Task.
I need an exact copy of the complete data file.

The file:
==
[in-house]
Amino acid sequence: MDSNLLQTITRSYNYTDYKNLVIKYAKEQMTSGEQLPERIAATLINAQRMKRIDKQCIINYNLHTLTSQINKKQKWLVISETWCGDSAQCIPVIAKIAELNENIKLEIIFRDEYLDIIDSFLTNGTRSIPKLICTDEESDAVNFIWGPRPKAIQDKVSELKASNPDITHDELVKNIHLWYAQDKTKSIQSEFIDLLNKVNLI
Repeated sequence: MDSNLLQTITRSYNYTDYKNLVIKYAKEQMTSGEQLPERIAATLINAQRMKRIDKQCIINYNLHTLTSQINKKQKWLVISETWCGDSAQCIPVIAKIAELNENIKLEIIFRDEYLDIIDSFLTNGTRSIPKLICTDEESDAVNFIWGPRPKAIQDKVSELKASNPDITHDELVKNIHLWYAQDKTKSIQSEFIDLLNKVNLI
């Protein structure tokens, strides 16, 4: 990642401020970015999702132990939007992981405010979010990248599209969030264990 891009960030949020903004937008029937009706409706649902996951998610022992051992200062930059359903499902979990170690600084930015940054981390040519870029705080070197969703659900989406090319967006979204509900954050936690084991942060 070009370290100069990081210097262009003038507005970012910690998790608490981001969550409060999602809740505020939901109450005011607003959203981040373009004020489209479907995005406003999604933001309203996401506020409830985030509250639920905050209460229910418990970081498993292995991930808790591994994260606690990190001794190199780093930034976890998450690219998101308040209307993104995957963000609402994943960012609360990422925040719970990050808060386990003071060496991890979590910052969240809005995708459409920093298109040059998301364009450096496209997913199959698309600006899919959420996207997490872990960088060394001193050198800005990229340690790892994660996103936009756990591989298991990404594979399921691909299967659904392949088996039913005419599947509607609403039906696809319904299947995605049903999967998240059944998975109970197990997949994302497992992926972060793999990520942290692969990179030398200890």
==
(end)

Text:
[in-house]
Amino acid sequence: MDSNLLQTITRSYNYTDYKNLVIKYAKEQMTSGEQLPERIAATLINAQRMKRIDKQCIINYNLHTLTSQINKKQKWLVISETWCGDSAQCIPVIAKIAELNENIKLEIIFRDEYLDIIDSFLTNGTRSIPKLICTDEESDAVNFIWGPRPKAIQDKVSELKASNPDITHDELVKNIHLWYAQDKTKSIQSEFIDLLNKVNLI
Repeated sequence: MDSNLLQTITRSYNYTDYKNLVIKYAKEQMTSGEQLPERIAATLINAQRMKRIDKQCIINYNLHTLTSQINKKQKWLVISETWCGDSAQCIPVIAKIAELNENIKLEIIFRDEYLDIIDSFLTNGTRSIPKLICTDEESDAVNFIWGPRPKAIQDKVSELKASNPDITHDELVKNIHLWYAQDKTKSIQSEFIDLLNKVNLI
């Protein structure tokens, strides 16, 4: 990642401020970015999702132990939007992981405010979010990248599209969030264990 891009960030949020903004937008029937009706409706649902996951998610022992051992200062930059359903499902979990170690600084930015940054981390040519870029705080070197969703659900989406090319967006979204509900954050936690084991942060 070009370290100069990081210097262009003038507005970012910690998790608490981001969550409060999602809740505020939901109450005011607003959203981040373009004020489209479907995005406003999604933001309203996401506020409830985030509250639920905050209460229910418990970081498993292995991930808790591994994260606690990190001794190199780093930034976890998450690219998101308040209307993104995957963000609402994943960012609360990422925040719970990050808060386990003071060496991890979590910052969240809005995708459409920093298109040059998301364009450096496209997913199959698309600006899919959420996207997490872990960088060394001193050198800005990229340690790892994660996103936009756990591989298991990404594979399921691909299967659904392949088996039913005419599947509607609403039906696809319904299947995605049903999967998240059944998975109970197990997949994302497992992926972060793999990520942290692969990179030398200890």